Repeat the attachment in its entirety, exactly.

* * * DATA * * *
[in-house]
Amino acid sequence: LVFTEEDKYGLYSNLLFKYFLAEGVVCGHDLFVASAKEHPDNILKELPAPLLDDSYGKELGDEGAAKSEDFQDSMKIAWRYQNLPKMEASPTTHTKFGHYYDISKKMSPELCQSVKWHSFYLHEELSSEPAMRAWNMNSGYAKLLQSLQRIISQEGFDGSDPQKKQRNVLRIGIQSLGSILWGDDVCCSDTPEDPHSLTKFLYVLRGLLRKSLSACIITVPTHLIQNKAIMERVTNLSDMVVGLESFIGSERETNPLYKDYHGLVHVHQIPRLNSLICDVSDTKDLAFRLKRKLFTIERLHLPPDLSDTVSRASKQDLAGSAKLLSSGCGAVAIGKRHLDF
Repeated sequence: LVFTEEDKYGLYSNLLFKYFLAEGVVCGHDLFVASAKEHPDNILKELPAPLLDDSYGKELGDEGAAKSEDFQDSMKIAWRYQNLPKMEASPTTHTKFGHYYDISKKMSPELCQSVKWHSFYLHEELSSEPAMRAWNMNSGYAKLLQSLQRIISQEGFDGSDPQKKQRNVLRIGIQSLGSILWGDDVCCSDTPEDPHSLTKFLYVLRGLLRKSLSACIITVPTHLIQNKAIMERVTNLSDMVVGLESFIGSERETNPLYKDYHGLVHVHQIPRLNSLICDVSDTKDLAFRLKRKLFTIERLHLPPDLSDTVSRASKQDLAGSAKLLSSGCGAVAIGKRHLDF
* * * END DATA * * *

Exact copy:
[in-house]
Amino acid sequence: LVFTEEDKYGLYSNLLFKYFLAEGVVCGHDLFVASAKEHPDNILKELPAPLLDDSYGKELGDEGAAKSEDFQDSMKIAWRYQNLPKMEASPTTHTKFGHYYDISKKMSPELCQSVKWHSFYLHEELSSEPAMRAWNMNSGYAKLLQSLQRIISQEGFDGSDPQKKQRNVLRIGIQSLGSILWGDDVCCSDTPEDPHSLTKFLYVLRGLLRKSLSACIITVPTHLIQNKAIMERVTNLSDMVVGLESFIGSERETNPLYKDYHGLVHVHQIPRLNSLICDVSDTKDLAFRLKRKLFTIERLHLPPDLSDTVSRASKQDLAGSAKLLSSGCGAVAIGKRHLDF
Repeated sequence: LVFTEEDKYGLYSNLLFKYFLAEGVVCGHDLFVASAKEHPDNILKELPAPLLDDSYGKELGDEGAAKSEDFQDSMKIAWRYQNLPKMEASPTTHTKFGHYYDISKKMSPELCQSVKWHSFYLHEELSSEPAMRAWNMNSGYAKLLQSLQRIISQEGFDGSDPQKKQRNVLRIGIQSLGSILWGDDVCCSDTPEDPHSLTKFLYVLRGLLRKSLSACIITVPTHLIQNKAIMERVTNLSDMVVGLESFIGSERETNPLYKDYHGLVHVHQIPRLNSLICDVSDTKDLAFRLKRKLFTIERLHLPPDLSDTVSRASKQDLAGSAKLLSSGCGAVAIGKRHLDF